The Schindler museum is a professionally done museum chronicalling the imprisonment and murder of the Jews of Krakow and the conquest and enslavement of the city. When I was here in 2007, they were still working on it. Like many new museums, this has all sorts of artifices to concretize the experience: floors and walls that recreate bombed neighborhoods, ghetto streets, or the Plaszow slave labor camp. I have mixed feelings about these sorts of recreations, as they veer too close to a Disneyland-like theme park. There was a moving memorial at the end called the "room of choices"in which there were brief quotes in various languages describing life and death decisions people made.

We found a restaurant opposite the main ghetto square for lunch. I ordered the daily special: dill soup, stuffed cabbage, and "kompot"-- a kind of fruit drink made from soaking strawberries in water. I also got the mizeria -- sliced cucumbers in sour cream. Two of the students liked my stuffed cabbage so much they ordered it after finishing their main courses. Afterwards, we walked to a coffee house for coffee and cake. I asked for a cafe au lait, but got a large cup of coffee with maybe an inch of steamed milk on top. I added four tablespoons of sugar to make it drinkable.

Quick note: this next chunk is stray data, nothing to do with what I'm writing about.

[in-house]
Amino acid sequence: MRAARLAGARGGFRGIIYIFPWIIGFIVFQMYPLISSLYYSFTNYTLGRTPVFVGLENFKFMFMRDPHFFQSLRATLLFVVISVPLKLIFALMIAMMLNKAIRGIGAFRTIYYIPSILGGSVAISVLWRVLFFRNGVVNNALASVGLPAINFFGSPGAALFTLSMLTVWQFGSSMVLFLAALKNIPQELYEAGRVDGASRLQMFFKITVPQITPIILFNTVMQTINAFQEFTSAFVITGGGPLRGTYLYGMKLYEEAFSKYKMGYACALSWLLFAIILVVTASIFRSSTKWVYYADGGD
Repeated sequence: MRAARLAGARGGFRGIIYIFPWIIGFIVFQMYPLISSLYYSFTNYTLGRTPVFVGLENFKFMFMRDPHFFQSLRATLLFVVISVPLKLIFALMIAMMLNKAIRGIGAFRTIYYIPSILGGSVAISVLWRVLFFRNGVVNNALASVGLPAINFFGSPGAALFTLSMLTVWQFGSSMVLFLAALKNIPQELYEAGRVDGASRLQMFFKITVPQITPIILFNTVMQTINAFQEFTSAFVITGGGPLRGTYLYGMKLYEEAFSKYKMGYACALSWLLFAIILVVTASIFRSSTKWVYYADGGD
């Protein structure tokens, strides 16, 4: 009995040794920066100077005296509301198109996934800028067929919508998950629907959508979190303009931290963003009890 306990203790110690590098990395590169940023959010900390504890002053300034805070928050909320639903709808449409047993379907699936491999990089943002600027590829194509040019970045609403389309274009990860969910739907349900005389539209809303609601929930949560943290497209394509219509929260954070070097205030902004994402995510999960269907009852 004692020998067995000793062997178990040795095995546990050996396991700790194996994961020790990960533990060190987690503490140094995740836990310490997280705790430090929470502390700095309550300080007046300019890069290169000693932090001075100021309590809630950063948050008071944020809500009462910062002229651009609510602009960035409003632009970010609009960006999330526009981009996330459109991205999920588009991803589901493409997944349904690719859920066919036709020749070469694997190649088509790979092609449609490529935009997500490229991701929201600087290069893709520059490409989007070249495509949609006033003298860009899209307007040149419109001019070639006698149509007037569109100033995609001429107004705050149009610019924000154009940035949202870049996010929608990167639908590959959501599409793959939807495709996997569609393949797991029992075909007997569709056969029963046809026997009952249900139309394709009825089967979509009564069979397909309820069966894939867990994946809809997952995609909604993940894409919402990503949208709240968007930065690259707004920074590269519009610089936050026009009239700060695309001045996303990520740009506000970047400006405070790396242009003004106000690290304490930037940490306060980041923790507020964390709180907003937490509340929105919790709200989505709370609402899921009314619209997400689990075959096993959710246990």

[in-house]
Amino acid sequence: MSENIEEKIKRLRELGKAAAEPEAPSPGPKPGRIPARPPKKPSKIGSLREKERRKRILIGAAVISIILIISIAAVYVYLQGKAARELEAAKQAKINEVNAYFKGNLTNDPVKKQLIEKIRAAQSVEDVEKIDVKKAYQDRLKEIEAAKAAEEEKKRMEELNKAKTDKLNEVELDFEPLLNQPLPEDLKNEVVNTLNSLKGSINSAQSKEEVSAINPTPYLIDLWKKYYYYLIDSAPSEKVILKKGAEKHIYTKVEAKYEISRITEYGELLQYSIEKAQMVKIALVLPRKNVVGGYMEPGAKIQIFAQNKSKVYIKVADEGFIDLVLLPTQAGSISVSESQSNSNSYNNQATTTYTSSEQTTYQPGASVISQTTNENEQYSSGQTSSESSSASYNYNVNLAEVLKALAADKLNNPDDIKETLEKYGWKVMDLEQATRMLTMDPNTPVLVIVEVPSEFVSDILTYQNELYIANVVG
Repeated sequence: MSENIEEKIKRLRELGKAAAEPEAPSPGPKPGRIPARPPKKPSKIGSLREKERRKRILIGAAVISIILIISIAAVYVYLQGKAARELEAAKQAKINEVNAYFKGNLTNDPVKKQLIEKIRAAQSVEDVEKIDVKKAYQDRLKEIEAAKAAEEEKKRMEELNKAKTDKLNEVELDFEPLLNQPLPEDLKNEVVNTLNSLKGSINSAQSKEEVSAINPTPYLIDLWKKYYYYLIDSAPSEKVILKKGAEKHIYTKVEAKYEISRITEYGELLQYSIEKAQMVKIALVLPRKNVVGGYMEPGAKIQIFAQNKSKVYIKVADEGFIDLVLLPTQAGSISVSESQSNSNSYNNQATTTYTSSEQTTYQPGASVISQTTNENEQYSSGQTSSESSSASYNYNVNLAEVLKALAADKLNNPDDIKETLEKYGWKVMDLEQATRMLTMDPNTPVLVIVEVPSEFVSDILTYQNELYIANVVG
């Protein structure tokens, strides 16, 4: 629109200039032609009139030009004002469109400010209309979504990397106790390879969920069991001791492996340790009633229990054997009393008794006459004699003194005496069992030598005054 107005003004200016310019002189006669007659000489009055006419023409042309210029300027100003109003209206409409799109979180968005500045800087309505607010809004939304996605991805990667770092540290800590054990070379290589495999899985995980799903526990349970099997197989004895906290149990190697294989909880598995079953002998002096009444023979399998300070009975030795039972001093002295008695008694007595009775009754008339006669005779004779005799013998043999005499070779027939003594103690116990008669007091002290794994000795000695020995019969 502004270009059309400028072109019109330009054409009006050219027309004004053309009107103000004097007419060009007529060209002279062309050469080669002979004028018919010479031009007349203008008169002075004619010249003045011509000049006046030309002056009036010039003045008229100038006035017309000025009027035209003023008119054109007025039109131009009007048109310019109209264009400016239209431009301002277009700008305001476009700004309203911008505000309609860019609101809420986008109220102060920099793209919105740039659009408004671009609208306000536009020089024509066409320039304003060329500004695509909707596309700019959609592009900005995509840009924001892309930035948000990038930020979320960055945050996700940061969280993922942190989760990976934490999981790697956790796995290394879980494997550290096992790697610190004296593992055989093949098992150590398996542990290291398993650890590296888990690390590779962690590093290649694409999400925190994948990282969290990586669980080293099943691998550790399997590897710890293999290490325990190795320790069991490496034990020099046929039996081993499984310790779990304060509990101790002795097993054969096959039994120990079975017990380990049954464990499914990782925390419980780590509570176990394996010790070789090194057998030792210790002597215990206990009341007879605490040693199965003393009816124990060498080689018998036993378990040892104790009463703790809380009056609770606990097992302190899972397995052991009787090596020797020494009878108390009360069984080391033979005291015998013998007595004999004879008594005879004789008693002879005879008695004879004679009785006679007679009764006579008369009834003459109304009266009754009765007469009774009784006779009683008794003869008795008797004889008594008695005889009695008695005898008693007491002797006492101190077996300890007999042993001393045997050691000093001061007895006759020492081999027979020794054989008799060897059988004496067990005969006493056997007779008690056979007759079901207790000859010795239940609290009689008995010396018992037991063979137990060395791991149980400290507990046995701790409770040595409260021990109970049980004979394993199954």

The sky was getting threatening and it was hot and humid, so we went across the square to the pharmacy that stood in the ghetto. The owner was the only non-Jew in the ghetto and did everything he could to help the Jews. Afterwards, we took the tram to Plaszow. The entire camp was torn down, but we saw where Amon Göth's house stood. He was the camp commandant, and he used to shoot at prisoners randomly for target practice. People live in it still and there's a sign up that it's for sale. At one point the humidity spiked and it started to drizzle, but the main rain fell mainly north of us. We went up to see the central memorials and then made our way back to Krakow.